According to the Massachusetts Institute of Technology's Technology Review and Scientfic American, an MIT biologist has found a way to turn chemicals that lengthen the lives of mice and worms in the laboratory into an over-the-counter vitamin supplement that people can take to combat aging.
The startup behind it, Elysium Health, was founded by Leonard Guarente, a well-respected MIT biologist who’s convinced that the process of aging can be slowed by tweaking the body’s metabolism. Guarente, who has led the Science of Aging Lab at MIT for over three decades, is joined by more than 30 other scientists, physicians, and researchers, in trying to understnad and impact the mechanisms behind why we age and how to improve it.
According to Elysium, their little blue pill called BASIS "contains nicotinamide riboside, a precursor of the critical coenzyme NAD+, which is involved in metabolic processes such as energy production, DNA repair, cellular detoxification, the inflammatory response, and protein folding. A second component is a new polyphenol compound pterostilbene, which, like the NAD+ precursor, promotes metabolic health."
The first compound is believed to cause some effects similar to a daily diet that is severely short on calories—a proven way to make a mouse live longer. Scientists have shown they can reliably extend the life of laboratory mice by feeding them less, a process known as “caloric restriction.” (Many researchers are also researching whether calorie restricted diets work to advance the lives of humans.)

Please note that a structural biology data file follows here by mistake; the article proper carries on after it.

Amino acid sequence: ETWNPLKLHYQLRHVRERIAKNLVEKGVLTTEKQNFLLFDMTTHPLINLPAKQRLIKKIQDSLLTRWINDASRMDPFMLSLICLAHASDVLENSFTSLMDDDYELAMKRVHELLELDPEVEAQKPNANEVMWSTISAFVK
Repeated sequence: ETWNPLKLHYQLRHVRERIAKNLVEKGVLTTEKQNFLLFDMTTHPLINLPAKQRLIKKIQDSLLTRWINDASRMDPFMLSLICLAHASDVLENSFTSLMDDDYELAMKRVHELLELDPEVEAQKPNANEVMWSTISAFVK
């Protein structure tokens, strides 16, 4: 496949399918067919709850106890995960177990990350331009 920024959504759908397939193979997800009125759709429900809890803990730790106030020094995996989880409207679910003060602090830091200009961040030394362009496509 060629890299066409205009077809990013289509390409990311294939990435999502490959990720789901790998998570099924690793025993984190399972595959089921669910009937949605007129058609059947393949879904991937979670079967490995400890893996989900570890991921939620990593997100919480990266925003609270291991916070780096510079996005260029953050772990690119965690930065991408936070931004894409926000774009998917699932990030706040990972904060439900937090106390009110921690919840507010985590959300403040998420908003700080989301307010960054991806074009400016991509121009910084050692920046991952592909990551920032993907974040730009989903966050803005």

That process seems to be mediated by biological molecules called sirtuins. NAD is important because it’s a chemical that sirtuins need to do their work and is also involved in other aspects of a cell’s metabolism. Because NAD levels fall with age, BASIS counters that. While the company has had trouble getting a FDA trial, both of the major compounds in BASIS have been proven to improve metabolic health in previous scientific studies.
The company says it will follow strict pharmaceutical-quality production standards and make the supplements available solely through its website, for $60 for a 30-day supply or $50 per month with an ongoing subscription. As the population of people with HIV grows older, could this blue pill prove as popluar as another blue pill that preceded it?